Allie: “Obviously, only African American is kind of I mean I know it’s not my place but it’s a lot of syllables and it’s a little bit formal like you’re trying too hard and I thought didn’t we have an unspoken agreement that we were as a group implicitly avoiding that brand of ultra-performative white liberalism also because there’s no distinction there and do Black people or people who are ‘black’ use the term? I’m confused about that and okay I know this is my own personal private but there’s no distinction between people who were brought here in chains three hundred years ago in the hold of a ship and and all of that and people from, like, Namibia who wandered over twenty years ago and sure it’s racist here but they have generations of intact cultural identity for back-up these are not the same people.”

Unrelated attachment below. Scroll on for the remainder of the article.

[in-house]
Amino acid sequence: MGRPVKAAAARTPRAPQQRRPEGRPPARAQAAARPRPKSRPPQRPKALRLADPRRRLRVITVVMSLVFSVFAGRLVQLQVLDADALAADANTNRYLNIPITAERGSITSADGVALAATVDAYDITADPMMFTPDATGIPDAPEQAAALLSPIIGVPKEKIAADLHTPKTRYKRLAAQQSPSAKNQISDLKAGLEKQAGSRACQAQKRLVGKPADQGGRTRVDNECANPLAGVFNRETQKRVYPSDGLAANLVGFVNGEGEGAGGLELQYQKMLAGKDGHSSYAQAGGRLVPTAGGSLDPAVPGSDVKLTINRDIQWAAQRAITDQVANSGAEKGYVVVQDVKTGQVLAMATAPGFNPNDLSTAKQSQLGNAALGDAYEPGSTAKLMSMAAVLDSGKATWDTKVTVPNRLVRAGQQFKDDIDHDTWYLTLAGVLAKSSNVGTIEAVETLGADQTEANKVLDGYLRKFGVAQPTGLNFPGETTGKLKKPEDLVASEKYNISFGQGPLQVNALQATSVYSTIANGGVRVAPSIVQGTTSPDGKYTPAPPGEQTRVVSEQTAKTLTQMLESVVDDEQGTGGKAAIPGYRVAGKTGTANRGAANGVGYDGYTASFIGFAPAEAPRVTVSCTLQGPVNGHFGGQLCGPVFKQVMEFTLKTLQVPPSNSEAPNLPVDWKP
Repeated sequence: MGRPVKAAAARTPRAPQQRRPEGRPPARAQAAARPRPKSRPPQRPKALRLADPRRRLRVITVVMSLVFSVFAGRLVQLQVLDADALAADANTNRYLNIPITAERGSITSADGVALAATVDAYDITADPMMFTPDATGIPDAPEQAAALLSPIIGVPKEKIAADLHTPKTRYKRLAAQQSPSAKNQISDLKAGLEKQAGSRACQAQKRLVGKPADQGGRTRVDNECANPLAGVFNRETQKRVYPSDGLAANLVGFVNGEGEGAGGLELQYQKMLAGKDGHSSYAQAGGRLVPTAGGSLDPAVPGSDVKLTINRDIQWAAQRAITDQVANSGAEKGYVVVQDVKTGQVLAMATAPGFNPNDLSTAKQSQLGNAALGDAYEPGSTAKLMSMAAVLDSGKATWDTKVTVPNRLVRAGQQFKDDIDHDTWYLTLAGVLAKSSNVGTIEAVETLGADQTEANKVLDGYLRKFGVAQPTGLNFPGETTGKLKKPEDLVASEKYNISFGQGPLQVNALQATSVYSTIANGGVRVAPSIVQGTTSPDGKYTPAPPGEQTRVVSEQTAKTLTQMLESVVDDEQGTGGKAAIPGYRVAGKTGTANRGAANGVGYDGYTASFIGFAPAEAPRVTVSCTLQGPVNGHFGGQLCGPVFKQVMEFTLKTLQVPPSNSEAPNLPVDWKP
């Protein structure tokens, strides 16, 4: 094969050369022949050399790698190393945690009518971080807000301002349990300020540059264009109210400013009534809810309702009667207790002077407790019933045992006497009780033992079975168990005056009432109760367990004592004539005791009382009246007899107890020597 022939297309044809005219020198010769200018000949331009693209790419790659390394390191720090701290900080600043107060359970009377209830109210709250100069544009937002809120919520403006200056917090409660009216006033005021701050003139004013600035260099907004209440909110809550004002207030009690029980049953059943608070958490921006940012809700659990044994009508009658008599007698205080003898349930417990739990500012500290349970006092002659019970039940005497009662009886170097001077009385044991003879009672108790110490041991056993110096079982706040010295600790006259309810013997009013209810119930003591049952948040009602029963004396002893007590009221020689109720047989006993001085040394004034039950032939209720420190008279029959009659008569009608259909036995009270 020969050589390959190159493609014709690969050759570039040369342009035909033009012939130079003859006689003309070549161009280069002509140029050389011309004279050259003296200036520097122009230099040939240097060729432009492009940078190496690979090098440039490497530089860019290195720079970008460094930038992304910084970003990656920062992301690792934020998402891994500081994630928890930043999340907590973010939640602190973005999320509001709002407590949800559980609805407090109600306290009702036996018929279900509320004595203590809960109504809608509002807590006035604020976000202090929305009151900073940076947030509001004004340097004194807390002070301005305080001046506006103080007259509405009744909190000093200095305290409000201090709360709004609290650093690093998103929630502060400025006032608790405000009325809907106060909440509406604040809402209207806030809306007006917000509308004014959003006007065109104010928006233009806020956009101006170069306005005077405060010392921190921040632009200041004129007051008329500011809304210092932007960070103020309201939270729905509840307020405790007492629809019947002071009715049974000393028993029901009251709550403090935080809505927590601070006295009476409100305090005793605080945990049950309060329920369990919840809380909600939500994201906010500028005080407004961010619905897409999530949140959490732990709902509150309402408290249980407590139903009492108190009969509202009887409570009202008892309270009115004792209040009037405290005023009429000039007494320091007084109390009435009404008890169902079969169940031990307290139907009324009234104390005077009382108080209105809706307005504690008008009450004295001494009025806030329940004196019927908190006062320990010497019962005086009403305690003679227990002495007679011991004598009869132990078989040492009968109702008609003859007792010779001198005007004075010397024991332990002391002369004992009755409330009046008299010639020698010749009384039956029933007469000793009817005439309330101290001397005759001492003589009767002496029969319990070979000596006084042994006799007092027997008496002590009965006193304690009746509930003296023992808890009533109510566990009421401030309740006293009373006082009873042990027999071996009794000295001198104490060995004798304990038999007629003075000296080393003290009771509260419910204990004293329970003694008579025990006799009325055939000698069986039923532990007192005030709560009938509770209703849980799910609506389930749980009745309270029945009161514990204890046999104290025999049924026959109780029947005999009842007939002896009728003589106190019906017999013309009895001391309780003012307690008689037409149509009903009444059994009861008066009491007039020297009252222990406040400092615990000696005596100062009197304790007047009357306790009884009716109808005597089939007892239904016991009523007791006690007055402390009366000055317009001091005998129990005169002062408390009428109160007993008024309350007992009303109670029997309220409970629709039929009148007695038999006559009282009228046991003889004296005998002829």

Mare: “Okay, Allie . . .”
Jim: “Oh you’ve forgotten Colonialism.”
Allie: “I mean yes, Colonialism, yes, but it’s not the same. Colonialism doesn’t eviscerate . . . ‘black people’ sounds like, flat and kind . . . yes yes you’re right Colonialism can I mean it depends on who but no but in general, yes, Colonialism, terrible but it isn’t the same it’s just not but ‘black people’ that’s . . .”
Andrew: “I kind of beg to differ . . .”
Allie: “. . . crude . . . maybe I mean crude . . . they’re — no one’s black nobody’s white it’s a built-in oppositional it’s absurdly reductive when we’re all just, when we’re really all just . . . a spectrum of tan.”

At more than two and a half hours not including the intro and postshow talk, the play requires patience on the part of the listener, especially as we’re all so bombarded with 24/7 images from television and the internet and addicted to our phones. Radio plays were once an important and necessary form of entertainment, and the Public is doing what it can in these pandemic times to bring it back, first with its presentation of Richard II in July, which suffered because of commercials on WNYC, and now with the superior Shipwreck, a history play about today, and tomorrow. Get those headphones ready.